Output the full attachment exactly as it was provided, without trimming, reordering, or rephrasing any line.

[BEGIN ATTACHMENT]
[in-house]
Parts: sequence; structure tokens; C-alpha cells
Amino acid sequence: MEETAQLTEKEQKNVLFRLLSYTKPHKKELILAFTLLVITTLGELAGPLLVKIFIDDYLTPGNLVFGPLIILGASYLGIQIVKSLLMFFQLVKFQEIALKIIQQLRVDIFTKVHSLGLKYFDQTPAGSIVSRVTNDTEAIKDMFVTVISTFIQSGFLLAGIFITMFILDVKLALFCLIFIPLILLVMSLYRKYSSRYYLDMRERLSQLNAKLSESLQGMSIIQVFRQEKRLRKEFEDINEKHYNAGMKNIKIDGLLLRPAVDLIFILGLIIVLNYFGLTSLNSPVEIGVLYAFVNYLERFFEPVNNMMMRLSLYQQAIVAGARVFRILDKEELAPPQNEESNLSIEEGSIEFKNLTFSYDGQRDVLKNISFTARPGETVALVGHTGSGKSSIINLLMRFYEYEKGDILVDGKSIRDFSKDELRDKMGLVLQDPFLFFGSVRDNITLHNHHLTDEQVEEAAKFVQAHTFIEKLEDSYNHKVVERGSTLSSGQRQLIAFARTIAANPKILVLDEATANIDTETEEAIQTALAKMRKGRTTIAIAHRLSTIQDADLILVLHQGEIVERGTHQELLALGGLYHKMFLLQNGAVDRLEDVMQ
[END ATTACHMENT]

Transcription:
[in-house]
Parts: sequence; structure tokens; C-alpha cells
Amino acid sequence: MEETAQLTEKEQKNVLFRLLSYTKPHKKELILAFTLLVITTLGELAGPLLVKIFIDDYLTPGNLVFGPLIILGASYLGIQIVKSLLMFFQLVKFQEIALKIIQQLRVDIFTKVHSLGLKYFDQTPAGSIVSRVTNDTEAIKDMFVTVISTFIQSGFLLAGIFITMFILDVKLALFCLIFIPLILLVMSLYRKYSSRYYLDMRERLSQLNAKLSESLQGMSIIQVFRQEKRLRKEFEDINEKHYNAGMKNIKIDGLLLRPAVDLIFILGLIIVLNYFGLTSLNSPVEIGVLYAFVNYLERFFEPVNNMMMRLSLYQQAIVAGARVFRILDKEELAPPQNEESNLSIEEGSIEFKNLTFSYDGQRDVLKNISFTARPGETVALVGHTGSGKSSIINLLMRFYEYEKGDILVDGKSIRDFSKDELRDKMGLVLQDPFLFFGSVRDNITLHNHHLTDEQVEEAAKFVQAHTFIEKLEDSYNHKVVERGSTLSSGQRQLIAFARTIAANPKILVLDEATANIDTETEEAIQTALAKMRKGRTTIAIAHRLSTIQDADLILVLHQGEIVERGTHQELLALGGLYHKMFLLQNGAVDRLEDVMQ